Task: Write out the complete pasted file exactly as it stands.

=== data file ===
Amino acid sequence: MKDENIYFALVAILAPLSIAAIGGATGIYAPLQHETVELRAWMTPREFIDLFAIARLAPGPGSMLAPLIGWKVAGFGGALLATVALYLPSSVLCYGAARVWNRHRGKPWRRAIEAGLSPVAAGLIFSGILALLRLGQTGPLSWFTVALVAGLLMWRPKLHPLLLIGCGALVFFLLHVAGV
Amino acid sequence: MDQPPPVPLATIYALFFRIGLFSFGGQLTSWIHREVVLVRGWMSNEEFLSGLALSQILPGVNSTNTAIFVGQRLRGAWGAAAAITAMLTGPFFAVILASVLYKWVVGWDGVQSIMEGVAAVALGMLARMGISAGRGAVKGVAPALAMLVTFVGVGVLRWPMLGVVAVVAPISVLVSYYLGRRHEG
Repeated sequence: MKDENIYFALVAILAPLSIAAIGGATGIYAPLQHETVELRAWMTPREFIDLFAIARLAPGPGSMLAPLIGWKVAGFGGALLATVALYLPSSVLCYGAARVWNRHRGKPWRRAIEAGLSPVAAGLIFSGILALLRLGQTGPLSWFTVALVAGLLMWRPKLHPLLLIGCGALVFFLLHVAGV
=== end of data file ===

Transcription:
Amino acid sequence: MKDENIYFALVAILAPLSIAAIGGATGIYAPLQHETVELRAWMTPREFIDLFAIARLAPGPGSMLAPLIGWKVAGFGGALLATVALYLPSSVLCYGAARVWNRHRGKPWRRAIEAGLSPVAAGLIFSGILALLRLGQTGPLSWFTVALVAGLLMWRPKLHPLLLIGCGALVFFLLHVAGV
Amino acid sequence: MDQPPPVPLATIYALFFRIGLFSFGGQLTSWIHREVVLVRGWMSNEEFLSGLALSQILPGVNSTNTAIFVGQRLRGAWGAAAAITAMLTGPFFAVILASVLYKWVVGWDGVQSIMEGVAAVALGMLARMGISAGRGAVKGVAPALAMLVTFVGVGVLRWPMLGVVAVVAPISVLVSYYLGRRHEG
Repeated sequence: MKDENIYFALVAILAPLSIAAIGGATGIYAPLQHETVELRAWMTPREFIDLFAIARLAPGPGSMLAPLIGWKVAGFGGALLATVALYLPSSVLCYGAARVWNRHRGKPWRRAIEAGLSPVAAGLIFSGILALLRLGQTGPLSWFTVALVAGLLMWRPKLHPLLLIGCGALVFFLLHVAGV